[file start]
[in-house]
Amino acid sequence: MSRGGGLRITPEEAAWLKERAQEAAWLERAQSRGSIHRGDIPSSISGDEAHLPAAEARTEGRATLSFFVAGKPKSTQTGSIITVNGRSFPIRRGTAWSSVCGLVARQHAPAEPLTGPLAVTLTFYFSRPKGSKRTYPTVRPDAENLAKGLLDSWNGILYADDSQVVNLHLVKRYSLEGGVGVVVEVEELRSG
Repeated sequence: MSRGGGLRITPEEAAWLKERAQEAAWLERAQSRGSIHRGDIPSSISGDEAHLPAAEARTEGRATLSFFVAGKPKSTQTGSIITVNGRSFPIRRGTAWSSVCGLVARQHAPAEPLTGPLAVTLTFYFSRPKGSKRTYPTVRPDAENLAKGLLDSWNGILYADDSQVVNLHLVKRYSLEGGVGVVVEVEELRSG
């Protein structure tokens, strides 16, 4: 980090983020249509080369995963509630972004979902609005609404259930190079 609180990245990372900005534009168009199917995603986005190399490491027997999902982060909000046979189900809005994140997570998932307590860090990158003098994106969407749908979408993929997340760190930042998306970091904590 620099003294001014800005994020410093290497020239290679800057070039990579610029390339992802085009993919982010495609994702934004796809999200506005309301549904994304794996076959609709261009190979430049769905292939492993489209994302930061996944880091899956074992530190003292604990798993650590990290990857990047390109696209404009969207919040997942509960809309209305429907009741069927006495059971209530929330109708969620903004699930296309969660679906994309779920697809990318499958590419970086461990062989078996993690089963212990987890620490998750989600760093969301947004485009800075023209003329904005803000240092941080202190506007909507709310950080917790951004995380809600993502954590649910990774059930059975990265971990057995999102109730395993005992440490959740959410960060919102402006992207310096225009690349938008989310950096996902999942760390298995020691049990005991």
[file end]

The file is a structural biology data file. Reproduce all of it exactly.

[in-house]
Amino acid sequence: MSRGGGLRITPEEAAWLKERAQEAAWLERAQSRGSIHRGDIPSSISGDEAHLPAAEARTEGRATLSFFVAGKPKSTQTGSIITVNGRSFPIRRGTAWSSVCGLVARQHAPAEPLTGPLAVTLTFYFSRPKGSKRTYPTVRPDAENLAKGLLDSWNGILYADDSQVVNLHLVKRYSLEGGVGVVVEVEELRSG
Repeated sequence: MSRGGGLRITPEEAAWLKERAQEAAWLERAQSRGSIHRGDIPSSISGDEAHLPAAEARTEGRATLSFFVAGKPKSTQTGSIITVNGRSFPIRRGTAWSSVCGLVARQHAPAEPLTGPLAVTLTFYFSRPKGSKRTYPTVRPDAENLAKGLLDSWNGILYADDSQVVNLHLVKRYSLEGGVGVVVEVEELRSG
């Protein structure tokens, strides 16, 4: 980090983020249509080369995963509630972004979902609005609404259930190079 609180990245990372900005534009168009199917995603986005190399490491027997999902982060909000046979189900809005994140997570998932307590860090990158003098994106969407749908979408993929997340760190930042998306970091904590 620099003294001014800005994020410093290497020239290679800057070039990579610029390339992802085009993919982010495609994702934004796809999200506005309301549904994304794996076959609709261009190979430049769905292939492993489209994302930061996944880091899956074992530190003292604990798993650590990290990857990047390109696209404009969207919040997942509960809309209305429907009741069927006495059971209530929330109708969620903004699930296309969660679906994309779920697809990318499958590419970086461990062989078996993690089963212990987890620490998750989600760093969301947004485009800075023209003329904005803000240092941080202190506007909507709310950080917790951004995380809600993502954590649910990774059930059975990265971990057995999102109730395993005992440490959740959410960060919102402006992207310096225009690349938008989310950096996902999942760390298995020691049990005991």